Hurricane Hugo by the numbers
Posted September 19, 2014 4:33 p.m. EDT
Updated September 22, 2014 12:13 p.m. EDT
Can you believe it's been 25 years since Hurricane Hugo?
For those new to the Carolinas or too young to recall, Hugo was for Charleston, S.C., and Charlotte what Fran was for Wilmington and Raleigh, except Hugo was worse.
Here are some of the key statistics from that deadly day that began around midnight Sept. 21, 1989:
Hugo came ashore near Charleston as a Category 4 hurricane with maximum sustained winds in excess of 135 mph.
Most buildings in downtown Charleston suffered some damage, although, the worst impacts were on the beach towns north of downtown, including Sullivan’s Island and Isle of Palms.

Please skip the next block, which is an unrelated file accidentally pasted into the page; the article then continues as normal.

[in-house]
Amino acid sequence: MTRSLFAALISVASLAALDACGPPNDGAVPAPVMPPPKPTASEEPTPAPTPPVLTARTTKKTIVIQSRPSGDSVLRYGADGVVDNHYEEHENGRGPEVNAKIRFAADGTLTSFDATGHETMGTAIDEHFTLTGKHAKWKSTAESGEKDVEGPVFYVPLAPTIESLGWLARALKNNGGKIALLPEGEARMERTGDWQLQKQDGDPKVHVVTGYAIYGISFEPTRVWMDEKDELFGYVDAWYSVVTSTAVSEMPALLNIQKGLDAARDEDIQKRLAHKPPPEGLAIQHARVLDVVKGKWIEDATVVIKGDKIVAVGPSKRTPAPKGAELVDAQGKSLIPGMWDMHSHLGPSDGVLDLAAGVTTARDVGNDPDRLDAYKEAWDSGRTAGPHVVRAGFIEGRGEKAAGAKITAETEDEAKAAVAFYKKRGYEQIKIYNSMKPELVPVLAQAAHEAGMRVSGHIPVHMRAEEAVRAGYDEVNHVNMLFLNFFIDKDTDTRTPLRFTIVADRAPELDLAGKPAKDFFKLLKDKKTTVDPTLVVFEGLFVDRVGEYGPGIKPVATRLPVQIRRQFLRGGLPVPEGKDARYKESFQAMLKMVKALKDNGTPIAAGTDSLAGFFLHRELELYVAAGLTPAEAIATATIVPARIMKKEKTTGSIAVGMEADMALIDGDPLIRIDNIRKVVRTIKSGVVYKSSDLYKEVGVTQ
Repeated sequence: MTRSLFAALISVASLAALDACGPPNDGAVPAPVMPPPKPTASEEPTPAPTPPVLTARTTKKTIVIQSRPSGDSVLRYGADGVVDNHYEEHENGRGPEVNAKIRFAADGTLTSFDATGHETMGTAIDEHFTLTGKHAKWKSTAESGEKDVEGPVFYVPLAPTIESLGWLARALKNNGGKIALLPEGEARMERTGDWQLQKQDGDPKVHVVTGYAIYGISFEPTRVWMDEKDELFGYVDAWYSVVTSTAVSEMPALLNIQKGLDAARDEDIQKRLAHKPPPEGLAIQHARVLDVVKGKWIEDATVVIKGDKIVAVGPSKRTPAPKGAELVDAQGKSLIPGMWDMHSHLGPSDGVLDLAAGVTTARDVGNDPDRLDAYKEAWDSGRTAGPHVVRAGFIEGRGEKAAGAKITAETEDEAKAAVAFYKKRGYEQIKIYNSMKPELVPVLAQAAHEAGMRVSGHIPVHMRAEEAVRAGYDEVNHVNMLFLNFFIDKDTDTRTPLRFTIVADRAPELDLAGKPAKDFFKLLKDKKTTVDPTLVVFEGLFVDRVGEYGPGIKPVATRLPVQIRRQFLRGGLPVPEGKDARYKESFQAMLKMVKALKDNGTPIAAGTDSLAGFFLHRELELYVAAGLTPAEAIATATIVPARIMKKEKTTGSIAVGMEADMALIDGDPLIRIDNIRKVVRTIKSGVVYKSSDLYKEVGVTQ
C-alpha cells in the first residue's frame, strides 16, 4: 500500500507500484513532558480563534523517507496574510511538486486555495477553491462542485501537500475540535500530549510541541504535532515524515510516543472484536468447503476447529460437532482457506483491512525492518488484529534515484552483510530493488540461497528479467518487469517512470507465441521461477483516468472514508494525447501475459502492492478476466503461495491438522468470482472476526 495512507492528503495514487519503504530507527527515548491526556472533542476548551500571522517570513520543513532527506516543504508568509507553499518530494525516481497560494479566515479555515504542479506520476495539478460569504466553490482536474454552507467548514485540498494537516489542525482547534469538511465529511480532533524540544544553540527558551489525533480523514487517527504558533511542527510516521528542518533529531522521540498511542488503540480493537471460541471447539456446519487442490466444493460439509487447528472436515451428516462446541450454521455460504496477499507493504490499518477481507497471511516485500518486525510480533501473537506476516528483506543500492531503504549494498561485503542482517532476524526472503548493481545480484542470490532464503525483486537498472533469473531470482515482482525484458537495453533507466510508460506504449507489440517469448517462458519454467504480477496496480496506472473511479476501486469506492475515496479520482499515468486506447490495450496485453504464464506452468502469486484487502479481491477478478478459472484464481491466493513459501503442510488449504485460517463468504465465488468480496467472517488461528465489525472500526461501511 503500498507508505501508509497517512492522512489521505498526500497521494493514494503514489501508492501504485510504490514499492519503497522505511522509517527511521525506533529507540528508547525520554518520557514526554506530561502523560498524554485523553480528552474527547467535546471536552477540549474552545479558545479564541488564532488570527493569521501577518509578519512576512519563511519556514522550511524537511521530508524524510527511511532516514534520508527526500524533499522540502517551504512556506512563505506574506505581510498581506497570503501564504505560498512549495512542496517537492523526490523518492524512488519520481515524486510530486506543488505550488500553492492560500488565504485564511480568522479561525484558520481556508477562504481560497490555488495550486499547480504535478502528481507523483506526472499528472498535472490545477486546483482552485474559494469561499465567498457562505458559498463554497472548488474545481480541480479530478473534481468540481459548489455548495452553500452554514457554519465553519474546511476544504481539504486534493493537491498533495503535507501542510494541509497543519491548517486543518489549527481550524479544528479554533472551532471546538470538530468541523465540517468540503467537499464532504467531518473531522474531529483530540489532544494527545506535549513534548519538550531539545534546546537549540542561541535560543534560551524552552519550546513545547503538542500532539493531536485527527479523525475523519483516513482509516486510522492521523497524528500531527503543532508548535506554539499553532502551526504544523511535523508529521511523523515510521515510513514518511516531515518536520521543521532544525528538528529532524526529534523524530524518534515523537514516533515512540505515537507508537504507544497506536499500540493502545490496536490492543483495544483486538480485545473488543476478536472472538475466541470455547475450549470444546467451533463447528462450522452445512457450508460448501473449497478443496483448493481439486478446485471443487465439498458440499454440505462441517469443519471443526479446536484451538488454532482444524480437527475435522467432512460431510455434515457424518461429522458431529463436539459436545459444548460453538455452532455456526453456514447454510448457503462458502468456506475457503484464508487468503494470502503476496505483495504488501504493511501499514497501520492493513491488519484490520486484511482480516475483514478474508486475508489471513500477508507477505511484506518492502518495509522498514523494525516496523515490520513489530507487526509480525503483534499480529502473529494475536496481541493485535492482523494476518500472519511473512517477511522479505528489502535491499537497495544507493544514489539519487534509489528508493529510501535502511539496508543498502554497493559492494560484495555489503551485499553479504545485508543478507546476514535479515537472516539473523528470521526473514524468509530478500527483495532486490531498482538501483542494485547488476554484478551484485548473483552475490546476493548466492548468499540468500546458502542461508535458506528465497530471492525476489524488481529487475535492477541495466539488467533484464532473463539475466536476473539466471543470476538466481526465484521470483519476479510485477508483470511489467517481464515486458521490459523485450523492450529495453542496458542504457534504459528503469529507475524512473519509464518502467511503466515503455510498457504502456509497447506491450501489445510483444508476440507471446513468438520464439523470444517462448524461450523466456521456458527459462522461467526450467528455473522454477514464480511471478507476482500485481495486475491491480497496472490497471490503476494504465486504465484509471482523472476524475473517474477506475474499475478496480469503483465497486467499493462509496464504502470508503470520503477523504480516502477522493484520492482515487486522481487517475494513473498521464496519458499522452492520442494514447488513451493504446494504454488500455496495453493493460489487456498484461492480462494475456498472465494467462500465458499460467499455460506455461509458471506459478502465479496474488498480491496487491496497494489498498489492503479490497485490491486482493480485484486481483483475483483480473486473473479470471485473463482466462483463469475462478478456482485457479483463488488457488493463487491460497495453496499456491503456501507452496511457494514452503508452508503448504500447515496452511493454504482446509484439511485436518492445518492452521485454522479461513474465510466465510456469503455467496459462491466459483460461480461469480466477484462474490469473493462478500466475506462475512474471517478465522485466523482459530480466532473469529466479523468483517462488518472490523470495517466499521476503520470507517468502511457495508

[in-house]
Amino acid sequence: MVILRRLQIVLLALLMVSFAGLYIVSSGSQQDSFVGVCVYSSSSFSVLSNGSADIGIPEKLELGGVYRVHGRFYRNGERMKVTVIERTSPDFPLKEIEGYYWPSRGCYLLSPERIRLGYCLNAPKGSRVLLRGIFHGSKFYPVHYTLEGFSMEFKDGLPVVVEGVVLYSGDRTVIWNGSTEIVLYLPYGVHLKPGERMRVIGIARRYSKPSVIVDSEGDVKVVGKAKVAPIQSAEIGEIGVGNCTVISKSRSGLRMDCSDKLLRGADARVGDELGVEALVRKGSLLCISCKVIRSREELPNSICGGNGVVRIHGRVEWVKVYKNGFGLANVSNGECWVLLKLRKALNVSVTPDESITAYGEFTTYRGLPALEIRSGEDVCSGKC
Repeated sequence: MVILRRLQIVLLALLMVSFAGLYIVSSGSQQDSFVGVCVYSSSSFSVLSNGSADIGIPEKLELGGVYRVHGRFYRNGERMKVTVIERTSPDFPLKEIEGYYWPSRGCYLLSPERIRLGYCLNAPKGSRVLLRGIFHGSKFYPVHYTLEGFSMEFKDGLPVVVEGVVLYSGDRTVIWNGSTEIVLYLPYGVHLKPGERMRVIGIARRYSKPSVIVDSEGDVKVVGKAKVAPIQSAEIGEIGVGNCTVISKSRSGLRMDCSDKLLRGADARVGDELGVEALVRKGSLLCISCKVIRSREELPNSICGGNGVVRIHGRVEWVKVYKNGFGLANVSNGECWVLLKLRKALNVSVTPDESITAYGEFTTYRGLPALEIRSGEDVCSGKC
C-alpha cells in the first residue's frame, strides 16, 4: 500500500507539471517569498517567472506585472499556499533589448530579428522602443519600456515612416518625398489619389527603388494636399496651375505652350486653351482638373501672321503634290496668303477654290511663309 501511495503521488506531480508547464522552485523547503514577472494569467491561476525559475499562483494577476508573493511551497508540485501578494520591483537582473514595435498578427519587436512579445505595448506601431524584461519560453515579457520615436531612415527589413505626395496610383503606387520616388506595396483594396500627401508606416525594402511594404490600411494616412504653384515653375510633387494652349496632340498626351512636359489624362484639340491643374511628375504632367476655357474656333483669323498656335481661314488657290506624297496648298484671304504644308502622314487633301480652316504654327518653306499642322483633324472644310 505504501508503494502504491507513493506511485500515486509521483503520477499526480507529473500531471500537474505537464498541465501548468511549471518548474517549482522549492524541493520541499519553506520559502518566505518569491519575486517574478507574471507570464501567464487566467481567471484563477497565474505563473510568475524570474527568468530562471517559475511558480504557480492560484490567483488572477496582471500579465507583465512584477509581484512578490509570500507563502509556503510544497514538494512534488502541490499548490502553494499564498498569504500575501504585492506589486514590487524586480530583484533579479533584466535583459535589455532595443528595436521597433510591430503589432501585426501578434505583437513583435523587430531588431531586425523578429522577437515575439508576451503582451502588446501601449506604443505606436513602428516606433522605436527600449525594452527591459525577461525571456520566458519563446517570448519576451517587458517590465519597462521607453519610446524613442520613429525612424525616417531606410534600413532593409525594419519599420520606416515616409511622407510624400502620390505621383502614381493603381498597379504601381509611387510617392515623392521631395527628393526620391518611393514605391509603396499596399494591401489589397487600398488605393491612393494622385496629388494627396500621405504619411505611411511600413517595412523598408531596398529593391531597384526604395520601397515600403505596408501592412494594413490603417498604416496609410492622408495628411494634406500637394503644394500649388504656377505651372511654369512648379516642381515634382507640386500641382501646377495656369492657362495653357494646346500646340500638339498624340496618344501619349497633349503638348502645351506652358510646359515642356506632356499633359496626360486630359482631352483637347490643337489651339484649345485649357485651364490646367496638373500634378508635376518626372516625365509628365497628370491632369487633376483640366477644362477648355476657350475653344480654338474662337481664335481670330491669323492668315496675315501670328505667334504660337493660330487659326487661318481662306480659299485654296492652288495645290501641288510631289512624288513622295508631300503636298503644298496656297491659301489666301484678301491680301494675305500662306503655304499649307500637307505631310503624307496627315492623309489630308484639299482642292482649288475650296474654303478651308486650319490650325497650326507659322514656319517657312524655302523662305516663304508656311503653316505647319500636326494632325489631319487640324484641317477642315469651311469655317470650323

A storm tide – the combination of storm surge and high tide – measured over 20 feet in some spots.
The storm was blamed for 35 deaths, including seven in North Carolina.
Damage was estimated at $7.2 billion. At the time, it shattered dollar records for destruction, although three years later Hurricane Andrew did even more havoc in Florida.
Sustained winds peaked in Charlotte at 85 mph, with gusts to around 100 mph.
North Carolina lost an estimated 100,000 trees.
A large swath of western and west-central North Carolina was without power for two weeks or more.